But seeing as this is going to be an overwhelmingly positive review, there must be something worth playing, right?! Well yes, but that comes with the battle system and the story itself. Combat is a purely turn based affair, with each side patiently waiting to lay the smackdown on one another in a highly civilised manner, kind of how I’d imagine a Jane Austin rewrite of Fight Club. But aside from eschewing realism, it does add a lot to the game as it leaves room for a huge amount of micro management of your team and makes you think about the actions of every team member. It’s easy to do otherwise, most action games degenerate into button mashing for the average person. Or maybe just me.

It’s fun, but I’m pretty sure that the battle system could have been done in about 1980, but then again most games these days are shiny rehashes of ones from ten years ago, so it’d be harsh to single this one out. The only downside is the reliance on random encounters and a stealth section, both of which I’d hoped would fuck right off a long time ago.

The story is absolutely superb for the most part and this is why I praise Lost Odyssey so highly. It focuses on the lonely journey of skimpily dressed, immortal warrior Kaim trying to understand why he can’t remember the last thousand years. However, his luck is mixed henceforth; on the plus side he finds himself not so lonely with a further three amnesiac immortals, but on the downside also finding out that he’s pretty much lumbered with saving the world. The story is delivered through cut scenes, as well as memories re-emerging from Kaim’s past life. The cut scenes are beautifully animated (just watch the opening battle sequence) and really do help build the steampunk style world of the game. The game design and Unreal 3 powered visuals continue this quality into the gameplay, and they’ve created a very immersive experience, with a wealth of storytelling portrayed simply through looking at the architecture, fashions and creatures, something rarely done this well.

As well as these, the memories are short stories presented in text. This may seem slightly anachronistic (another flashback to the Eighties? Depeche Mode should’ve done the soundtrack) and it is, but the quality of the writing is absolutely superb for a game and really creates a sense of depth to the protagonist not often seen in virtual worlds. Unfortunately, it appears there are different writers for the back-story and the game narrative, with the memory authors seemingly more capable of avoiding cliché than the in game ones. There are some unforgivable logic jumps, but overall it’s much better than most games. Anyway, Doctor Who shows that mass audiences had no problems accepting the Deus Ex Machina.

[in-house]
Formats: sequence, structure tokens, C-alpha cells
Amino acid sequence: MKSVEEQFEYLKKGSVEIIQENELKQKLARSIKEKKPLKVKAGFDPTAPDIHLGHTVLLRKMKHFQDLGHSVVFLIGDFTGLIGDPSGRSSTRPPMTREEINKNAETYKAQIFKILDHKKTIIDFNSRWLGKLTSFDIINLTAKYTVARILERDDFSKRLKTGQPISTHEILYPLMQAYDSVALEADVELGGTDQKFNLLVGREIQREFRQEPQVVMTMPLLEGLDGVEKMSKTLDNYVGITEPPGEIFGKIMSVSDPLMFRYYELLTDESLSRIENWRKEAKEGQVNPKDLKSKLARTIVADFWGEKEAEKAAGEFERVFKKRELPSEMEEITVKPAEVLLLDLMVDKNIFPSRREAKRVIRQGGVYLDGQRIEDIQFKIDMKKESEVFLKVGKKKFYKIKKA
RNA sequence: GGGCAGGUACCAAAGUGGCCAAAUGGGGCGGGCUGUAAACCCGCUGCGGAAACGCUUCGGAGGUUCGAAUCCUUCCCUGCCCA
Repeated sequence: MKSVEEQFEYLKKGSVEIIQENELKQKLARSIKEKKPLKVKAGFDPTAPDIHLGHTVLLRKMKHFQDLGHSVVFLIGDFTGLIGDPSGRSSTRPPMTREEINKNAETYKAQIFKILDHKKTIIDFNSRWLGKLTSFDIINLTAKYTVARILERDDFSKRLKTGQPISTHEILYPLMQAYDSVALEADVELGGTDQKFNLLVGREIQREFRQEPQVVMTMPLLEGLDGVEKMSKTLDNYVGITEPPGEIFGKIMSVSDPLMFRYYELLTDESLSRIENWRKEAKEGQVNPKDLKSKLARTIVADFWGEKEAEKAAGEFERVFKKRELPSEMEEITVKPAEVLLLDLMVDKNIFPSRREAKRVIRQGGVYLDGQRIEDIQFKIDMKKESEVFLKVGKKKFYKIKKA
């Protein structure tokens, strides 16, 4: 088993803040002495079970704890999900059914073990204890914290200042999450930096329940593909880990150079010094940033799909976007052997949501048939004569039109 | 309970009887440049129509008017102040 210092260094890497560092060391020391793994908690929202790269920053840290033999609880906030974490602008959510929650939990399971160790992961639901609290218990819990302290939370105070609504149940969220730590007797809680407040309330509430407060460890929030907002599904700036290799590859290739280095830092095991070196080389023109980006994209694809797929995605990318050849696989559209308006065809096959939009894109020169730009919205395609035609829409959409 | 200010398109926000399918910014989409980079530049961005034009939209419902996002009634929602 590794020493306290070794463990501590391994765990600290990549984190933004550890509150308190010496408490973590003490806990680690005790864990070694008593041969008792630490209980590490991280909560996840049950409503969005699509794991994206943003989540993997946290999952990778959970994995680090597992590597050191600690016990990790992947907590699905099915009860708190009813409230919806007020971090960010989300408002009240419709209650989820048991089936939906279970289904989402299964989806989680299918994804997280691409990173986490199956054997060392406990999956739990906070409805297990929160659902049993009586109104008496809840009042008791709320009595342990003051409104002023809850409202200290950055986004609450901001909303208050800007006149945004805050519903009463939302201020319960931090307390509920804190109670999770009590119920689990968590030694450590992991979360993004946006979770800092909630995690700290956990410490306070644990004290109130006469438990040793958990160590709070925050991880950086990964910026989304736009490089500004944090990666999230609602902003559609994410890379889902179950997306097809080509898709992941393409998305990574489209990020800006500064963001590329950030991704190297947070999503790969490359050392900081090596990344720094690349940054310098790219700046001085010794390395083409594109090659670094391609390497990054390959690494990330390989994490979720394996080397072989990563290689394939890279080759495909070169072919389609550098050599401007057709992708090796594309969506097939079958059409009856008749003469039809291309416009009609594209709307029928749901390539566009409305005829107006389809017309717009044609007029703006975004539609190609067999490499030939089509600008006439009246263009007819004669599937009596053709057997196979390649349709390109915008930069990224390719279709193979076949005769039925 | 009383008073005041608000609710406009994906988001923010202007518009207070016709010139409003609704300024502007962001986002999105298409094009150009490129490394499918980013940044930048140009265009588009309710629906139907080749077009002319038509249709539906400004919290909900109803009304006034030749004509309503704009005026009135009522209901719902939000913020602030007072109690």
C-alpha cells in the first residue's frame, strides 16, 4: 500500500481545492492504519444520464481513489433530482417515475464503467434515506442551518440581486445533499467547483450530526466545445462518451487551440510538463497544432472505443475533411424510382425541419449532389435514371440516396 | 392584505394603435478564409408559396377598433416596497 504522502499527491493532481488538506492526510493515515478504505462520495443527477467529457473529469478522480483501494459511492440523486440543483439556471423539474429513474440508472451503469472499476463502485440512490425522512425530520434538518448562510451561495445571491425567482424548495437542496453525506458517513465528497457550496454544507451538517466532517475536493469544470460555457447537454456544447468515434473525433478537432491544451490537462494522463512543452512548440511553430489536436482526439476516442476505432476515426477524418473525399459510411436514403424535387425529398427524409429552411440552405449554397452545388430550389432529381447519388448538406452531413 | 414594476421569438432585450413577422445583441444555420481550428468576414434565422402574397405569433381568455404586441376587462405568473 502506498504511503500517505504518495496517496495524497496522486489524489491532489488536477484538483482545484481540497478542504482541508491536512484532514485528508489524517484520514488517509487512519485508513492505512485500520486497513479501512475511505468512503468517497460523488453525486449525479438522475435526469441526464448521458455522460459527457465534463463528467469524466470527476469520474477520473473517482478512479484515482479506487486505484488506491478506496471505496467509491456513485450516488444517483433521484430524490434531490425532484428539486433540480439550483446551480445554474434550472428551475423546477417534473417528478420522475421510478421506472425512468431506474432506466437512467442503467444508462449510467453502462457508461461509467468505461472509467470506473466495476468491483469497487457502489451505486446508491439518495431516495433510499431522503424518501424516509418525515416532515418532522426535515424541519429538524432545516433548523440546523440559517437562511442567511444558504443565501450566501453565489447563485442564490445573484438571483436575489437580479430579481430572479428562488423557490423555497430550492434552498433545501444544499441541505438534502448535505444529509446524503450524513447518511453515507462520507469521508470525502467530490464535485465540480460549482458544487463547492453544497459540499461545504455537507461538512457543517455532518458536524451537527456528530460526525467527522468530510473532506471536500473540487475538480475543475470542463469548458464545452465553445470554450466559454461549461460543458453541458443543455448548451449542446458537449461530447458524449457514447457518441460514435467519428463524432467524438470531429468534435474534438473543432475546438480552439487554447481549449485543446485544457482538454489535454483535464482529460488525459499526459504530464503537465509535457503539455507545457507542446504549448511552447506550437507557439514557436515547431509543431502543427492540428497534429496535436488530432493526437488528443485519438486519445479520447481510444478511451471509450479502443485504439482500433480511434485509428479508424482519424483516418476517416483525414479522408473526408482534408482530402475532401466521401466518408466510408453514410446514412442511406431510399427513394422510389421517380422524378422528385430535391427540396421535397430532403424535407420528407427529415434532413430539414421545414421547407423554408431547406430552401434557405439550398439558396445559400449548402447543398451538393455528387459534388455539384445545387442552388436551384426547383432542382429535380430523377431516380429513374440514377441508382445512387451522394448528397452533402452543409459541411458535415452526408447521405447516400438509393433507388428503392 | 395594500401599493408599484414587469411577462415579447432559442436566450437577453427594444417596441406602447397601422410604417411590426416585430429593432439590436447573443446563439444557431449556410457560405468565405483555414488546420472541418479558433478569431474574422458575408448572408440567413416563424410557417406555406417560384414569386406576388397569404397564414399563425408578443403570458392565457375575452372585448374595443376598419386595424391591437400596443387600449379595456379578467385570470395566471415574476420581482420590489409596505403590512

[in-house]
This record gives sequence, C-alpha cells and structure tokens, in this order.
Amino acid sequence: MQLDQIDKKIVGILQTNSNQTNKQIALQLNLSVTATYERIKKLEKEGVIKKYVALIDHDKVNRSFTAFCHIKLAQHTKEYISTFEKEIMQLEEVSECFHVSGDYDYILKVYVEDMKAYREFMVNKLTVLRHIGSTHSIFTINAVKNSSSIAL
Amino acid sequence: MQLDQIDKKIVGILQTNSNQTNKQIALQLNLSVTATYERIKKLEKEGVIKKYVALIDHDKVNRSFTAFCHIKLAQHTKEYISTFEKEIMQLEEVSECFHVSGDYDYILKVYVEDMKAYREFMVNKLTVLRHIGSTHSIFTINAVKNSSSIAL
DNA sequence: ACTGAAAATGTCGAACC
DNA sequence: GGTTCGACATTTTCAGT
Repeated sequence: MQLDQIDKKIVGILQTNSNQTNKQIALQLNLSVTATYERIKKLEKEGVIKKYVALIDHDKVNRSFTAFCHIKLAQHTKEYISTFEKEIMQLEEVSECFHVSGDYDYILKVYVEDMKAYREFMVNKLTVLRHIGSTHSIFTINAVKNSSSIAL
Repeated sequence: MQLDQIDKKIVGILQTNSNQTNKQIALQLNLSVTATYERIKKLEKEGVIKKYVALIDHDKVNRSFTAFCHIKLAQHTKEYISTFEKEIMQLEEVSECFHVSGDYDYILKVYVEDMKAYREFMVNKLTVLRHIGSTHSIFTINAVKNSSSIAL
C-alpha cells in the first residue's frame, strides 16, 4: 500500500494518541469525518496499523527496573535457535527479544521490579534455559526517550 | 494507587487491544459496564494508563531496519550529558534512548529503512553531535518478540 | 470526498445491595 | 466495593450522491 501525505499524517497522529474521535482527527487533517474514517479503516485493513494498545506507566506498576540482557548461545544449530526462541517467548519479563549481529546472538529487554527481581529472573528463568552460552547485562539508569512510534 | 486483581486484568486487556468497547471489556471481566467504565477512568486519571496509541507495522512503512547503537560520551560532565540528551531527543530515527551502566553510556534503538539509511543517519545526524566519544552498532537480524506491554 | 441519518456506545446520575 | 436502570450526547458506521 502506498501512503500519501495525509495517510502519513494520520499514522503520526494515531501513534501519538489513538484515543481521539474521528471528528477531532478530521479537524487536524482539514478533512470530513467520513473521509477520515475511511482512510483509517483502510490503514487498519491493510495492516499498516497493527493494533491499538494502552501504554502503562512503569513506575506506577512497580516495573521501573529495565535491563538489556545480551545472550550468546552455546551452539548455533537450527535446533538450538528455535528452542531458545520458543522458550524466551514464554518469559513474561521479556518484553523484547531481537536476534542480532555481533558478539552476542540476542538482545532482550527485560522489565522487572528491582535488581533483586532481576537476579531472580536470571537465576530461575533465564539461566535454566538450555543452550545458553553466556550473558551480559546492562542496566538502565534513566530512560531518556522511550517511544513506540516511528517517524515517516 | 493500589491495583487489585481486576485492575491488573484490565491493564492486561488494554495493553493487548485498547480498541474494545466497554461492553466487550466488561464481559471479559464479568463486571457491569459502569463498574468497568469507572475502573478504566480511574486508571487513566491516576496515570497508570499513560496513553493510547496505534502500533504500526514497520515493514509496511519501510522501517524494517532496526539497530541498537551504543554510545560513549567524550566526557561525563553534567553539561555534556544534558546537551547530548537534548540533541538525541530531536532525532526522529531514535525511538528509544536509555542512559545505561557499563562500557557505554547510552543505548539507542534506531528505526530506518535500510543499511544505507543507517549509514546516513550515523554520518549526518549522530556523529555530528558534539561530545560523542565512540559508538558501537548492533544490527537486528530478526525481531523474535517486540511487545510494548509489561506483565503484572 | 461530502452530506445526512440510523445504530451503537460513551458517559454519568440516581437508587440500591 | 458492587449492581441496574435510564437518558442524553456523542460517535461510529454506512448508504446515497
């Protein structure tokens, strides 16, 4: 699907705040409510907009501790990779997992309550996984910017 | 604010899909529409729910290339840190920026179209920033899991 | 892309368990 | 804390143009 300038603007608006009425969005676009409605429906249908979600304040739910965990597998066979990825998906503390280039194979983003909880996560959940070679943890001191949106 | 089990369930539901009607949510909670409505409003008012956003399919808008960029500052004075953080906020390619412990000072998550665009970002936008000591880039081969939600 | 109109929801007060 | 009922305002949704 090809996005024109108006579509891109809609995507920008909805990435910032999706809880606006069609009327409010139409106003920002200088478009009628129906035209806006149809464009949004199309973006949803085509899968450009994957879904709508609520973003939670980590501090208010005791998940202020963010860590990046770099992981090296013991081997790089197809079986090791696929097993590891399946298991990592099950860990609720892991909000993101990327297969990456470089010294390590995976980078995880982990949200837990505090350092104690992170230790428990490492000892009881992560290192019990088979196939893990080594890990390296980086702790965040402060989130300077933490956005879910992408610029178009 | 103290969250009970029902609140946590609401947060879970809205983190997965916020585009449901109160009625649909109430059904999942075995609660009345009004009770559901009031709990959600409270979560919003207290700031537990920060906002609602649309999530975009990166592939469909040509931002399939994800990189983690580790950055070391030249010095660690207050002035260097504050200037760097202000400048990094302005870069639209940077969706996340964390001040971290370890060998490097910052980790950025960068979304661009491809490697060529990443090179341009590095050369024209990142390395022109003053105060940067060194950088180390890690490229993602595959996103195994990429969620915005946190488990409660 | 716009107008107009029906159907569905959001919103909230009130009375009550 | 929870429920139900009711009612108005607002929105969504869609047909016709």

The characters themselves are a mixed bag. The immortals are split between the close combat and magic, and bizarrely also fits with how interesting they are. The close combat characters (Kaim and the lady pirate Seth) are both finely written, and have a strange good-cop-bad-cop dynamic on conversation. The magic users are terrible though. Have you ever been to the pub and there’s someone who just refuses to say anything, or at best remains monosyllabic? Well these are their digital cousins. The character design is bizarrely kinky especially, for the QUEEN of one of the regions. It actually does detract from the game as it really serves no purpose, and frankly looks ridiculous. The mortals suffer with a similar qualitative disparity, with the mage Jansen providing a highlight. Basically he’s a hard drinking, foppish character with a penchant for sleeping around. Basically imagine Russell Brand in pixel format. There are also some children who join the party but they really only serve to be both A- annoying and B- remove any menace from the enemies.